Osteoporosis is a disease that affects bone. Your bones become porous and less dense and the overall quality of your bones is also lowered. These changes make it easier for your bones to fracture or break.
Osteoporosis is often called “the silent thief.” This is because there are no symptoms associated with bone loss and many patients first come to know they have osteoporosis when they break a bone. In other words, someone can be been losing bone for many years without knowing it! Your bones can become so weak that a small fall or bump or strain can cause your hip or back to fracture. The hip, spine, and wrist are the most common fracture sites in people with osteoporosis.
How does osteoporosis develop?
The skeleton is a dynamic organ. New bone is being built and old bone is being broken down and removed continuously, throughout your life.
During your younger years, from childhood to adolescence, new bone is built faster than old bone is removed. Consequently, bones grow in size, becoming heavier and denser. Bone continues to be built in this manner until about age 30 when you reach peak bone mass, which is the maximum strength and density of your bones. Peak bone mass can differ from person to person depending on how much physical activity you have engaged in, the quality of your diet, and other genetic and environmental factors. After reaching peak bone mass, new bone is built at the same rate at which old bone is removed. But as we get older, the balance gradually shifts and old bone is removed faster than new bone can be built.
Osteoporosis can develop when bone removal outpaces bone formation, or when bone formation occurs slowly and inefficiently. The result is thinner and lighter bones. You are more likely to develop osteoporosis if you do not attain optimal peak bone mass, or if you start losing a greater amount of bone during your 20s and 30s.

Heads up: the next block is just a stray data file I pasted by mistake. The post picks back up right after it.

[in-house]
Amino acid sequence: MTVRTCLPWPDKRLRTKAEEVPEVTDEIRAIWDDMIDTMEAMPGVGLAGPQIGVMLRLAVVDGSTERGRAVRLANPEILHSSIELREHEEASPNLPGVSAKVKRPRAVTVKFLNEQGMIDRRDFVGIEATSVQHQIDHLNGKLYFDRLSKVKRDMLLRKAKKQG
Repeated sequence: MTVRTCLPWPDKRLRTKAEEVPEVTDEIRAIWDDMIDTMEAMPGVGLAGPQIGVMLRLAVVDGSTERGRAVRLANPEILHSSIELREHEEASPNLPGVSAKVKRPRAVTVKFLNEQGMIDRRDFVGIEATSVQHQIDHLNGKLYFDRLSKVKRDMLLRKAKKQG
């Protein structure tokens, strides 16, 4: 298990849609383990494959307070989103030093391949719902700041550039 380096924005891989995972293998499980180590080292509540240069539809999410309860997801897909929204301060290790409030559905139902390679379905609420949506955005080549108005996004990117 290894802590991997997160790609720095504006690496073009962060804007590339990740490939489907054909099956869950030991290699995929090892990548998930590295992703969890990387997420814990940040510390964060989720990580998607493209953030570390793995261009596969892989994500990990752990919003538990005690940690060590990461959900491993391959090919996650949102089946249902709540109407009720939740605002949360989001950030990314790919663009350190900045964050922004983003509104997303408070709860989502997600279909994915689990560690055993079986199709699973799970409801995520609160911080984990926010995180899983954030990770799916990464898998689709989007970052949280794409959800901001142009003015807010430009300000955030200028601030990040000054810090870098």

Why is osteoporosis more common in women?
Bone loss in women is generally linked to the hormone estrogen. Estrogen has many functions, including helping in building and maintaining bone density.
During the time between achieving peak bone mass and the start of menopause, bone loss and bone formation in most women are about the same. But once a woman passes her reproductive years, the level of estrogen in her body drops significantly, triggering bone loss. The rate of bone loss gradually slows down after the first few years of menopause, but bone continues to be removed even after this time. By the time a woman is 80 years of age, she may have lost up to 30% of her peak bone mass.
Many men are affected by osteoporosis as well. By age 65, the rate of bone loss and the number of osteoporosis-related spine fractures is similar in men and women.
At least 1 in 3 women and 1 in 5 men will suffer from an osteoporotic fracture during their lifetime.
Fractures from osteoporosis are more common than heart attack, stroke and breast cancer combined.
The lifetime risk of suffering from a hip fracture is 1 in 6, while the lifetime risk of developing breast cancer is 1 in 9.
An increased risk of death is associated with vertebral (spine) and hip fractures.
Our health care system spends more than $2 billion per year to treat patients with osteoporosis and osteoporosis-related fractures.
Osteoporosis is a preventable and treatable disease.
*These facts and figures can be found on Osteoporosis Canada’s website http://www.osteoporosis.ca.